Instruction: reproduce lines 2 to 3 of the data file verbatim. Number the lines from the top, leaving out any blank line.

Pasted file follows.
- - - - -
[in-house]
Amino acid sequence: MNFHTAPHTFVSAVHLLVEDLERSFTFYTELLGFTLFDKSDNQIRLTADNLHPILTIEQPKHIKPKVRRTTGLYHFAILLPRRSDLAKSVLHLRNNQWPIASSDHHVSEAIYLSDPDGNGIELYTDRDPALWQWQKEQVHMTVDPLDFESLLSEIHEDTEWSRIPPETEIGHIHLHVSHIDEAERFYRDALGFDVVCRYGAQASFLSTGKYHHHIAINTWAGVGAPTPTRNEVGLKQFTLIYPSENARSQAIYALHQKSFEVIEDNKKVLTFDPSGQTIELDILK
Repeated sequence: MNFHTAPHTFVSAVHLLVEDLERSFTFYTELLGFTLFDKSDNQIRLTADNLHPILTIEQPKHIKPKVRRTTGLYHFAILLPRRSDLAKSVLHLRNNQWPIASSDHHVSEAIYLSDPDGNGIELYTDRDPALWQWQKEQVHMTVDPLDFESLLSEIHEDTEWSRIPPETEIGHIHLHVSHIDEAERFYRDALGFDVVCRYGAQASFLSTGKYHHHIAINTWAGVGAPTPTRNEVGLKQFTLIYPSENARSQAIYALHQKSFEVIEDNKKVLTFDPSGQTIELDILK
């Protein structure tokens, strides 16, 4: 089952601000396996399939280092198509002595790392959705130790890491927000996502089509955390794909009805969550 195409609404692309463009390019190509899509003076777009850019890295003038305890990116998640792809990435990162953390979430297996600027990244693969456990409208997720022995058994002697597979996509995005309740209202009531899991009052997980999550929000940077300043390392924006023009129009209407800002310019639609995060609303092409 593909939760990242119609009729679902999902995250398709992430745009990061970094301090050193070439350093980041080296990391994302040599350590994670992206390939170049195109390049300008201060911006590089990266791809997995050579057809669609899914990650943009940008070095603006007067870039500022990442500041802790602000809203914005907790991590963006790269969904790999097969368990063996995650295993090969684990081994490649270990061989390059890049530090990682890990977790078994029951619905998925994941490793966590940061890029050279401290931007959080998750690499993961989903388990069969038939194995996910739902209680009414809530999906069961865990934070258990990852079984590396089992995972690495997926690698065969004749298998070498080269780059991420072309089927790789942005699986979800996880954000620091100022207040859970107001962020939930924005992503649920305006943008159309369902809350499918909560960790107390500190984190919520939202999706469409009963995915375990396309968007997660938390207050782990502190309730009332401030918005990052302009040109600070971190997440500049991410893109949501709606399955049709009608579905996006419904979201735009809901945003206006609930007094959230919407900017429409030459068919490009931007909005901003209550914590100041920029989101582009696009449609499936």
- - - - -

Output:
Amino acid sequence: MNFHTAPHTFVSAVHLLVEDLERSFTFYTELLGFTLFDKSDNQIRLTADNLHPILTIEQPKHIKPKVRRTTGLYHFAILLPRRSDLAKSVLHLRNNQWPIASSDHHVSEAIYLSDPDGNGIELYTDRDPALWQWQKEQVHMTVDPLDFESLLSEIHEDTEWSRIPPETEIGHIHLHVSHIDEAERFYRDALGFDVVCRYGAQASFLSTGKYHHHIAINTWAGVGAPTPTRNEVGLKQFTLIYPSENARSQAIYALHQKSFEVIEDNKKVLTFDPSGQTIELDILK
Repeated sequence: MNFHTAPHTFVSAVHLLVEDLERSFTFYTELLGFTLFDKSDNQIRLTADNLHPILTIEQPKHIKPKVRRTTGLYHFAILLPRRSDLAKSVLHLRNNQWPIASSDHHVSEAIYLSDPDGNGIELYTDRDPALWQWQKEQVHMTVDPLDFESLLSEIHEDTEWSRIPPETEIGHIHLHVSHIDEAERFYRDALGFDVVCRYGAQASFLSTGKYHHHIAINTWAGVGAPTPTRNEVGLKQFTLIYPSENARSQAIYALHQKSFEVIEDNKKVLTFDPSGQTIELDILK